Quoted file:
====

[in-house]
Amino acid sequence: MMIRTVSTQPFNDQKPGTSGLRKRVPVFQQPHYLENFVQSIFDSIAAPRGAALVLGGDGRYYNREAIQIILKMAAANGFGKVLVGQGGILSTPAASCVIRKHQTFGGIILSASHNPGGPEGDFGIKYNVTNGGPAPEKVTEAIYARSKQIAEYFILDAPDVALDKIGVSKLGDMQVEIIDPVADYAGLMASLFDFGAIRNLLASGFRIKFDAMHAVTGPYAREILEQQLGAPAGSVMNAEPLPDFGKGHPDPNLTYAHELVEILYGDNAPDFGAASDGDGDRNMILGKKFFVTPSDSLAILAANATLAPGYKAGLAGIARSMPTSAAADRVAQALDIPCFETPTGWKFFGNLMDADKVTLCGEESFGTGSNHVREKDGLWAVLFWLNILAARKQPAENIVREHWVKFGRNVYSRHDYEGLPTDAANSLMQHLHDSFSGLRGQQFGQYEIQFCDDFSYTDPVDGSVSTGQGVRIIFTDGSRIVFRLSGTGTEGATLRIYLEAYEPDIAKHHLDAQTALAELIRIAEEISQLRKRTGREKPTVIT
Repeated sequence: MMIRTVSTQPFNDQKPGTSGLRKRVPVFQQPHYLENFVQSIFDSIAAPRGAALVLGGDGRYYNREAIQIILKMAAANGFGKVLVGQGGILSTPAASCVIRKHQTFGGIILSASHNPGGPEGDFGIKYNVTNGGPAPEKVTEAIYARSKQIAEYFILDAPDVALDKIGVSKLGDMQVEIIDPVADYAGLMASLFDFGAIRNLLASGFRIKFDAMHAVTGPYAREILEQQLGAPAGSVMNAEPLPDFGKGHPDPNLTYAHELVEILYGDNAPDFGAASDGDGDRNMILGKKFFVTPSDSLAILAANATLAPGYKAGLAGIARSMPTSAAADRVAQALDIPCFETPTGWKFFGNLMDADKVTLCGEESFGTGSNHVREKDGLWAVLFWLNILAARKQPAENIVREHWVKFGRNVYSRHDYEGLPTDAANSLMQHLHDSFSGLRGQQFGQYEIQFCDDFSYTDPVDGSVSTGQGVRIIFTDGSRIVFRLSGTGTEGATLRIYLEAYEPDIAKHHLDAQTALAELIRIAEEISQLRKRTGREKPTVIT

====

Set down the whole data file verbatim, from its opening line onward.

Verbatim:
[in-house]
Amino acid sequence: MMIRTVSTQPFNDQKPGTSGLRKRVPVFQQPHYLENFVQSIFDSIAAPRGAALVLGGDGRYYNREAIQIILKMAAANGFGKVLVGQGGILSTPAASCVIRKHQTFGGIILSASHNPGGPEGDFGIKYNVTNGGPAPEKVTEAIYARSKQIAEYFILDAPDVALDKIGVSKLGDMQVEIIDPVADYAGLMASLFDFGAIRNLLASGFRIKFDAMHAVTGPYAREILEQQLGAPAGSVMNAEPLPDFGKGHPDPNLTYAHELVEILYGDNAPDFGAASDGDGDRNMILGKKFFVTPSDSLAILAANATLAPGYKAGLAGIARSMPTSAAADRVAQALDIPCFETPTGWKFFGNLMDADKVTLCGEESFGTGSNHVREKDGLWAVLFWLNILAARKQPAENIVREHWVKFGRNVYSRHDYEGLPTDAANSLMQHLHDSFSGLRGQQFGQYEIQFCDDFSYTDPVDGSVSTGQGVRIIFTDGSRIVFRLSGTGTEGATLRIYLEAYEPDIAKHHLDAQTALAELIRIAEEISQLRKRTGREKPTVIT
Repeated sequence: MMIRTVSTQPFNDQKPGTSGLRKRVPVFQQPHYLENFVQSIFDSIAAPRGAALVLGGDGRYYNREAIQIILKMAAANGFGKVLVGQGGILSTPAASCVIRKHQTFGGIILSASHNPGGPEGDFGIKYNVTNGGPAPEKVTEAIYARSKQIAEYFILDAPDVALDKIGVSKLGDMQVEIIDPVADYAGLMASLFDFGAIRNLLASGFRIKFDAMHAVTGPYAREILEQQLGAPAGSVMNAEPLPDFGKGHPDPNLTYAHELVEILYGDNAPDFGAASDGDGDRNMILGKKFFVTPSDSLAILAANATLAPGYKAGLAGIARSMPTSAAADRVAQALDIPCFETPTGWKFFGNLMDADKVTLCGEESFGTGSNHVREKDGLWAVLFWLNILAARKQPAENIVREHWVKFGRNVYSRHDYEGLPTDAANSLMQHLHDSFSGLRGQQFGQYEIQFCDDFSYTDPVDGSVSTGQGVRIIFTDGSRIVFRLSGTGTEGATLRIYLEAYEPDIAKHHLDAQTALAELIRIAEEISQLRKRTGREKPTVIT